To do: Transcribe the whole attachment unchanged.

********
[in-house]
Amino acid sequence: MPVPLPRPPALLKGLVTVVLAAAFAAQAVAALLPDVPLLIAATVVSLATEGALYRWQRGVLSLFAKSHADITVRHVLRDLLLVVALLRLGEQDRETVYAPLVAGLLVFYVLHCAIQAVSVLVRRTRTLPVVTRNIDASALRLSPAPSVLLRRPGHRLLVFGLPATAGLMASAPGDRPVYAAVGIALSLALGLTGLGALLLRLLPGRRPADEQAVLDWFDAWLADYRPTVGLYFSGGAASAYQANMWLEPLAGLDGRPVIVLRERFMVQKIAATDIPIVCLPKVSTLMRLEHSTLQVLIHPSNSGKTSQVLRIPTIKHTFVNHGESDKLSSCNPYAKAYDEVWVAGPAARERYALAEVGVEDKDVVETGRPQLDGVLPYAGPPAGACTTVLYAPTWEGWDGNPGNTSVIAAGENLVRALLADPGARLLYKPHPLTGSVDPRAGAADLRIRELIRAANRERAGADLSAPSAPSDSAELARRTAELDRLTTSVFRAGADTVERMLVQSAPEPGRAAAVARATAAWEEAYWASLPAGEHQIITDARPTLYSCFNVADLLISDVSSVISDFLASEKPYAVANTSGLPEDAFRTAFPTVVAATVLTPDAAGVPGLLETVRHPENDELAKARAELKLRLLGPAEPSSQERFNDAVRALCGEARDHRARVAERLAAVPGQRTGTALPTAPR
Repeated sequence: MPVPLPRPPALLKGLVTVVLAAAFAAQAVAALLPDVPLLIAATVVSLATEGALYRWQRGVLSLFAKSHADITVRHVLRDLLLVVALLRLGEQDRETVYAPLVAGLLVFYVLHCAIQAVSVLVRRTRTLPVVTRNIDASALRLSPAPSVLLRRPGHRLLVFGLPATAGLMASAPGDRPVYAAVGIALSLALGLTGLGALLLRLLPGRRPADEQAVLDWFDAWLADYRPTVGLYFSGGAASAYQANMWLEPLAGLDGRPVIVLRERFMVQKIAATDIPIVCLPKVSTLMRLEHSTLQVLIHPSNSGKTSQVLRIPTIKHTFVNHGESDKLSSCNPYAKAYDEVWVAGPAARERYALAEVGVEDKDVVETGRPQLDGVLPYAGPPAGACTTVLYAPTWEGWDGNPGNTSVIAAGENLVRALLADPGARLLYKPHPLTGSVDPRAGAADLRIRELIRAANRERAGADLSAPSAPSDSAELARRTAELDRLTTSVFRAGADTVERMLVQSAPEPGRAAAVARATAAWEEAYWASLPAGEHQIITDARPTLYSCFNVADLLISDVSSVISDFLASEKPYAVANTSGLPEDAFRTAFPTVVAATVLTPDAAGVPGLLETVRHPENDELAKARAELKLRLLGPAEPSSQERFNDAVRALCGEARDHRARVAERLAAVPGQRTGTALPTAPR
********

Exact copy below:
[in-house]
Amino acid sequence: MPVPLPRPPALLKGLVTVVLAAAFAAQAVAALLPDVPLLIAATVVSLATEGALYRWQRGVLSLFAKSHADITVRHVLRDLLLVVALLRLGEQDRETVYAPLVAGLLVFYVLHCAIQAVSVLVRRTRTLPVVTRNIDASALRLSPAPSVLLRRPGHRLLVFGLPATAGLMASAPGDRPVYAAVGIALSLALGLTGLGALLLRLLPGRRPADEQAVLDWFDAWLADYRPTVGLYFSGGAASAYQANMWLEPLAGLDGRPVIVLRERFMVQKIAATDIPIVCLPKVSTLMRLEHSTLQVLIHPSNSGKTSQVLRIPTIKHTFVNHGESDKLSSCNPYAKAYDEVWVAGPAARERYALAEVGVEDKDVVETGRPQLDGVLPYAGPPAGACTTVLYAPTWEGWDGNPGNTSVIAAGENLVRALLADPGARLLYKPHPLTGSVDPRAGAADLRIRELIRAANRERAGADLSAPSAPSDSAELARRTAELDRLTTSVFRAGADTVERMLVQSAPEPGRAAAVARATAAWEEAYWASLPAGEHQIITDARPTLYSCFNVADLLISDVSSVISDFLASEKPYAVANTSGLPEDAFRTAFPTVVAATVLTPDAAGVPGLLETVRHPENDELAKARAELKLRLLGPAEPSSQERFNDAVRALCGEARDHRARVAERLAAVPGQRTGTALPTAPR
Repeated sequence: MPVPLPRPPALLKGLVTVVLAAAFAAQAVAALLPDVPLLIAATVVSLATEGALYRWQRGVLSLFAKSHADITVRHVLRDLLLVVALLRLGEQDRETVYAPLVAGLLVFYVLHCAIQAVSVLVRRTRTLPVVTRNIDASALRLSPAPSVLLRRPGHRLLVFGLPATAGLMASAPGDRPVYAAVGIALSLALGLTGLGALLLRLLPGRRPADEQAVLDWFDAWLADYRPTVGLYFSGGAASAYQANMWLEPLAGLDGRPVIVLRERFMVQKIAATDIPIVCLPKVSTLMRLEHSTLQVLIHPSNSGKTSQVLRIPTIKHTFVNHGESDKLSSCNPYAKAYDEVWVAGPAARERYALAEVGVEDKDVVETGRPQLDGVLPYAGPPAGACTTVLYAPTWEGWDGNPGNTSVIAAGENLVRALLADPGARLLYKPHPLTGSVDPRAGAADLRIRELIRAANRERAGADLSAPSAPSDSAELARRTAELDRLTTSVFRAGADTVERMLVQSAPEPGRAAAVARATAAWEEAYWASLPAGEHQIITDARPTLYSCFNVADLLISDVSSVISDFLASEKPYAVANTSGLPEDAFRTAFPTVVAATVLTPDAAGVPGLLETVRHPENDELAKARAELKLRLLGPAEPSSQERFNDAVRALCGEARDHRARVAERLAAVPGQRTGTALPTAPR